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And in That State Up North . . .


I am an Ohio State Buckeyes fan, which perhaps unfairly jades my opinion of that state up north, but I think Michigan stone producers will agree that I am spot on when I say: the Michigan Office of the Auditor General is full of crap.

The state Auditor’s office claims that the Michigan Department of Transportation (MDOT) unwisely spent $100,000 on a study of the state’s aggregates resources, all the while under the hypnotic influence of the Michigan Aggregates Association (MAA).

The audit states that industry influence may have undermined the study’s credibility because the industry wants to expand the mining of mineral aggregates. It also states that the transportation agency inappropriately split the study in two to circumvent maximum contract amounts, did not ensure that contractors did what was required, and the $100,000 study had “limited usefulness.”

MAA is having none of it. Kudos to MAA President Douglas Needham, who responded, “We are very disappointed that actions taken by the department are overshadowing the urgent need for more aggregates to rebuild Michigan’s crumbling roads and bridges. The fact is, the audit found that MDOT failed to follow departmental procedures when processing a study of what is a vital need for Michigan drivers and taxpayers: increased access to the aggregates we need to rebuild our infrastructure.”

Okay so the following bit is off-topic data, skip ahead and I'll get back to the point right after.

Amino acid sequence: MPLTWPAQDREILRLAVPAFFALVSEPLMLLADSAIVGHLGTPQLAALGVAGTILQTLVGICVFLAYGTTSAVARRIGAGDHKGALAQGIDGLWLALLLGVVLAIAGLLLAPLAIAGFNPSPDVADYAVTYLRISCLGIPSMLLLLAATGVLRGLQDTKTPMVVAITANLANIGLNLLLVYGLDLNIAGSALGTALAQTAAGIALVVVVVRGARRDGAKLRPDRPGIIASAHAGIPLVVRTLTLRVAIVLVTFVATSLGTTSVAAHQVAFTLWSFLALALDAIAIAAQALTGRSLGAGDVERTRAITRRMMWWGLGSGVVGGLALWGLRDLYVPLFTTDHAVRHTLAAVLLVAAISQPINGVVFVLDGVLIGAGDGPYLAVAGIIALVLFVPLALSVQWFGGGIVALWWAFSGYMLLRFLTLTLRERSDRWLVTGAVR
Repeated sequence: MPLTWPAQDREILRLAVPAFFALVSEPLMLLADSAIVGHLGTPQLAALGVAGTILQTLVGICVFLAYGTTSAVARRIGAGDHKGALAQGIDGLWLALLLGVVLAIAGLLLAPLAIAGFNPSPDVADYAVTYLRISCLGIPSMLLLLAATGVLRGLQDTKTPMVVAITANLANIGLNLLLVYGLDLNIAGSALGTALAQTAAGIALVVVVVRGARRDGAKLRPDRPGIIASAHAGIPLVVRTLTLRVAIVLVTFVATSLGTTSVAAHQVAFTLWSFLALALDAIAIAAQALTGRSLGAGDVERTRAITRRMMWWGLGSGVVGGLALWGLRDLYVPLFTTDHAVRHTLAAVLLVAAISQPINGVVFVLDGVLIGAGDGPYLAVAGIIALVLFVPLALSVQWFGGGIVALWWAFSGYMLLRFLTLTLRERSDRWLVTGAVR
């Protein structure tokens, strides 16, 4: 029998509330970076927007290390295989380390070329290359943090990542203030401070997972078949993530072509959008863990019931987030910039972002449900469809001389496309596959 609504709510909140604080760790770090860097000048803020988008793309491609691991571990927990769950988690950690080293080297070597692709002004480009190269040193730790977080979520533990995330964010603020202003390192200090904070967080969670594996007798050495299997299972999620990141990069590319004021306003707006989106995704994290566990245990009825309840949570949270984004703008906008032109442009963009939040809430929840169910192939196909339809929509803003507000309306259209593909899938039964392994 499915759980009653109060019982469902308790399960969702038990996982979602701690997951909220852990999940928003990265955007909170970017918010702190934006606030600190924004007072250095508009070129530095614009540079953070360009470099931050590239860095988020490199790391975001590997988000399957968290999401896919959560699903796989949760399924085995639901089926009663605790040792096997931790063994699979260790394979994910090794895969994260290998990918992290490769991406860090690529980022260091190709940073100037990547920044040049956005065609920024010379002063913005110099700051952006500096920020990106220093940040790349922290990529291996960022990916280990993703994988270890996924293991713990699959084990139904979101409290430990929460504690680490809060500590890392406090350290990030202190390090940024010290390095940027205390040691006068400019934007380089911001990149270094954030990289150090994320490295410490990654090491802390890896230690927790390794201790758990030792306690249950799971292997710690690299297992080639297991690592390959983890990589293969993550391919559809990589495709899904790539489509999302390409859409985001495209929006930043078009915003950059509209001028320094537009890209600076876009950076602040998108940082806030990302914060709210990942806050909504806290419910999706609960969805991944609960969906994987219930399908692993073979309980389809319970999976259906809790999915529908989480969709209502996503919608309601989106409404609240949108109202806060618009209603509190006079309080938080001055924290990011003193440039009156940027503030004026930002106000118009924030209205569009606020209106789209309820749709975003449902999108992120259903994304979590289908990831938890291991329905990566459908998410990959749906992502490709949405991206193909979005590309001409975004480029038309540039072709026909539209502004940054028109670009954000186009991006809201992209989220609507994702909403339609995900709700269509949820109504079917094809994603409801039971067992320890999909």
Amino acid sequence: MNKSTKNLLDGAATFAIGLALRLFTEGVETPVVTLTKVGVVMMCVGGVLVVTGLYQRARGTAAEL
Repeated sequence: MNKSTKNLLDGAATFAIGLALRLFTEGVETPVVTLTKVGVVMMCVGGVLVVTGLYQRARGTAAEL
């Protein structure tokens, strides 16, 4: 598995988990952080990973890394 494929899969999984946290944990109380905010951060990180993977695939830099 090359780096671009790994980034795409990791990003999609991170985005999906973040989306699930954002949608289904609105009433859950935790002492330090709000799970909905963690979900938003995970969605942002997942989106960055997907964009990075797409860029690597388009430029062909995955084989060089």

MDOT asked for MAA’s input. MAA obliged. Does the submission of relevant data somehow correspond to some kind of undue influence? I don’t think so.

Doesn’t the Michigan Office of the Auditor General have better things to do? Last time I checked, U.S. Attorney Matthew Schneider was quoted in the Detroit Metro-Times as saying, “Our statistics show [Michigan leads] the nation in corruption cases, by far.” I am sure there are some deals, contracts and other shenanigans the Auditor’s office can look into.

Meanwhile, according to TRIP, from 2016 to 2045, freight moved annually by trucks in Michigan is expected to increase 102% by value, the 10th highest increase in the nation. Forty-four percent of Michigan’s major roads are in poor or mediocre condition. And 12% of Michigan’s rural bridges are rated as poor/structurally deficient, the 11th highest share in the country.

Let’s adequately fund the repair of Michigan’s roads and bridges, not cry that the aggregates industry tried to influence a minor study.

Oh, and go Bucks!

Mark S. Kuhar, editor

This email address is being protected from spambots. You need JavaScript enabled to view it.

(330) 722‐4081

Twitter: @editormarkkuhar